Her three-game arc comes to a neat conclusion during the final boss fight, where the baby Metroid (now fully grown) sacrifices itself to protect Samus from a reconstructed Mother Brain. It’s a bittersweet moment. Samus is saved by the very “evil” species that she didn’t hesitate to wipe out for a buck. It’s the ultimate act of selflessness, one that we’re left to believe has made an imprint on a changed Samus after she escapes Zebes. Perhaps she’s finally ready to take responsibility for her actions and use her power responsibly going forward. She’s no longer a cold bounty hunter. For the first time in the series, she’s a hero.
If you stop the series at Super Metroid, you’re left with a somber, but still relatively feel-good conclusion to Samus’ arc. But she doesn’t get off the hook for carrying out an alien genocide that easily. Enter Metroid Fusion.
The Game Boy Advance classic marks the start of the 2D timeline’s second act, where the series moves into horror territory. On a scientific return mission to SR388, Samus is attacked by a new organism that she hadn’t encountered on the planet previously: an X parasite. She’s infected with a deadly disease and is only saved by a vaccine created from the baby Metroid (which continues to save her life even in death). Armed with some vaccine-induced powers and a fresh suit, Samus sets out on a mission to investigate an abandoned laboratory overrun with X parasites. That’s where Metroid Fusion gives players the key to understanding the entire 2D saga. Samus is shocked to discover that a parasite dubbed SA-X has replicated her appearance and is now stalking her like a Xenomorph.
I wasn’t waxing poetic when I claimed Samus is her own nemesis earlier. In Metroid Fusion, that’s literally the case.
Metroid’s big picture becomes clear at that moment. The primary conflict of the series isn’t about a galactic war with the space pirates; it’s a personal one within Samus. Try as she might to distance herself from the bounty hunter who carried out a massacre, Samus can’t fully outrun her past. She’s haunted by the cost of her carelessness, so it’s only fitting that Fusion’s antagonist would be Samus herself. It even dons her iconic orange armor, while the newly reformed heroine sports a contrasting blue suit to visually distance herself from the monster she was. The series would later explore that doppelganger imagery even further with Metroid Prime 2 and 3’s (less subtle) Dark Samus.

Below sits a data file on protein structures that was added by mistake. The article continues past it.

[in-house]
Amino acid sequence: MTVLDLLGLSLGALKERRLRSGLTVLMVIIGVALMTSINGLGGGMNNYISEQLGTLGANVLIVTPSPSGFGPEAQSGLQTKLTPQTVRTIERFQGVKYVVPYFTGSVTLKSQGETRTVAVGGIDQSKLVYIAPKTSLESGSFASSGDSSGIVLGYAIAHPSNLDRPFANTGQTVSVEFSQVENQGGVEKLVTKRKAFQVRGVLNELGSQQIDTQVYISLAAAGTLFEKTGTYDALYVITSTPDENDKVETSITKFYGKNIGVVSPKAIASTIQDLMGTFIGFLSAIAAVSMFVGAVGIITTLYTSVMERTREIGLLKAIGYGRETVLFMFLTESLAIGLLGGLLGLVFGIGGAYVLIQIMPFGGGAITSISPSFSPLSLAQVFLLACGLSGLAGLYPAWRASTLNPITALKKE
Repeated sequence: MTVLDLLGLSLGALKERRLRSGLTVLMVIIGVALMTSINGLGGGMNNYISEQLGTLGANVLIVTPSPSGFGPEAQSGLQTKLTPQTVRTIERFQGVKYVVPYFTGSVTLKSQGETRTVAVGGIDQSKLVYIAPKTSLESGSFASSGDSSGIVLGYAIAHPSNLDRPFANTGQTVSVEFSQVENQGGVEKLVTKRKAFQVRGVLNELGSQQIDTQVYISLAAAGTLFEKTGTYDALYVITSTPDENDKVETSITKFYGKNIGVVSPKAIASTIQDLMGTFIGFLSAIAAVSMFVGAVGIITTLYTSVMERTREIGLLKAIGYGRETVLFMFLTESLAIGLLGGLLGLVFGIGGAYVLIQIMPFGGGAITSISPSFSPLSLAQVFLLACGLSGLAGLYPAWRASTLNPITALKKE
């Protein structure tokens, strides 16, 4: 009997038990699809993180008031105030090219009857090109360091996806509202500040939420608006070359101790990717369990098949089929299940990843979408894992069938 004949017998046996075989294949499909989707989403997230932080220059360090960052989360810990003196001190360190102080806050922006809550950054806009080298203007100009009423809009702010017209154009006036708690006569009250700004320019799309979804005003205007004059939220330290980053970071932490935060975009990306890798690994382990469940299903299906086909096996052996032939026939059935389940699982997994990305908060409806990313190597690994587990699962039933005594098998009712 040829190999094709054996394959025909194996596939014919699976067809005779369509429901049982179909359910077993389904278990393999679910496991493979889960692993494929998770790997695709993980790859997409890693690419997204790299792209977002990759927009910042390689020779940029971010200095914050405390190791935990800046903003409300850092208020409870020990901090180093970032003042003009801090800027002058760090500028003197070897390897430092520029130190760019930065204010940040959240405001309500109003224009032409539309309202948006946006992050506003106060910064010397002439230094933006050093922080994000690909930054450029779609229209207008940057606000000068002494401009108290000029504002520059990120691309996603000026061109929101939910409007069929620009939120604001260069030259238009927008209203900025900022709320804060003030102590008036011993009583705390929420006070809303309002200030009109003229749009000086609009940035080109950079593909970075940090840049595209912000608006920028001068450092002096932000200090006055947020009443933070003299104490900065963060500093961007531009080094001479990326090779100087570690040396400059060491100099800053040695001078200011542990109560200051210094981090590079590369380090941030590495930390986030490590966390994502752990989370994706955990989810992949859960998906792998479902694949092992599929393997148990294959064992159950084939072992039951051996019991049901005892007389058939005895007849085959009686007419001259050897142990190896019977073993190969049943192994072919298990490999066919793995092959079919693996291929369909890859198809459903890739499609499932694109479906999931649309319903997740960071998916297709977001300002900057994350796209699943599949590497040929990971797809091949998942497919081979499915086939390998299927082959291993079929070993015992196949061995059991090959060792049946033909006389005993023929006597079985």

The extent of her mistakes become apparent quickly. During Fusion, Samus learns that the Federation that hired her for her first two missions isn’t that much more righteous than the space pirates they ordered her to kill. They plan to detain SA-X and turn it into a military weapon — the very plan she was ordered to foil in her first outing. Understanding the much graver threat the X parasites would pose to the galaxy were they to infect the Federation, she’s backed into a corner. She has no choice but to once again do the very thing she did in Metroid II and exterminate the X parasites.
You can read Metroid Fusion’s moment as heroic if it helps you sleep better, but there’s a dark underbelly to it. Samus is forced to tap back into the side of her she desperately wants to escape from. She must become a one-woman wrecking machine. SA-X is only a clone mimicking its host; the “evil” version of Samus is a product of her own DNA. She can heroically outrun a time bomb, but she can’t escape herself.
Descent into Dread
Metroid Dread’s story is much more harrowing coming off that conclusion. The setup here is familiar, directly mirroring Metroid II. The Galactic Federation have located a living X parasite on planet ZDR and carry out an operation to eradicate the species. They get a little more clever this time by sending an army of robots, dubbed EMMI, but in their infinite incompetence, those never return home. Surprise, surprise: Samus is once again called to clean up the mess. That’s where her journey culminates in one final nightmare.
Samus’ abilities are stripped by a villain named Raven Beak, a creature from the Chozo race that raised her, and she’s trapped deep beneath ZDR’s surface. If Super Metroid gave Samus a chance to heroically redeem her first mission, Metroid Dread forces her to grapple with the horror of her second one. That’s even apparent in its mirrored structure; Metroid II has Samus confidently digging down into a planet’s depths, while Dread has her escaping upwards.
There’s another key difference between the two games: She’s the prey this time, as the seven reprogrammed EMMI hunt her down. Note that we get another callback to Metroid II here in the form of a piece of UI counting down the number of remaining EMMI on the planet. It’s the most powerless we ever see her in the series, as she’s forced to scramble away from robots that are capable of killing her in one strike. It’s almost as if she’s taken on the role of a Metroid that’s being hunted into extermination.
As it turns out, that’s exactly the case. Samus learns that she’s been lured to the planet because Raven Beak wants to extract the Metroid DNA flowing through her veins due to the vaccine she received in Fusion. If that wasn’t explicit enough, Samus discovers that she has quite literally begun to transform into a Metroid. It’s a shocking revelation that reads like a karmic punishment for her actions. The series to this point has followed Samus’ struggle to control and own her identity. In Fusion, it manifests into a monster hell-bent on replacing her. The threat is even more serious in Dread: She stands to lose herself entirely as she becomes one of the very creatures she wiped out.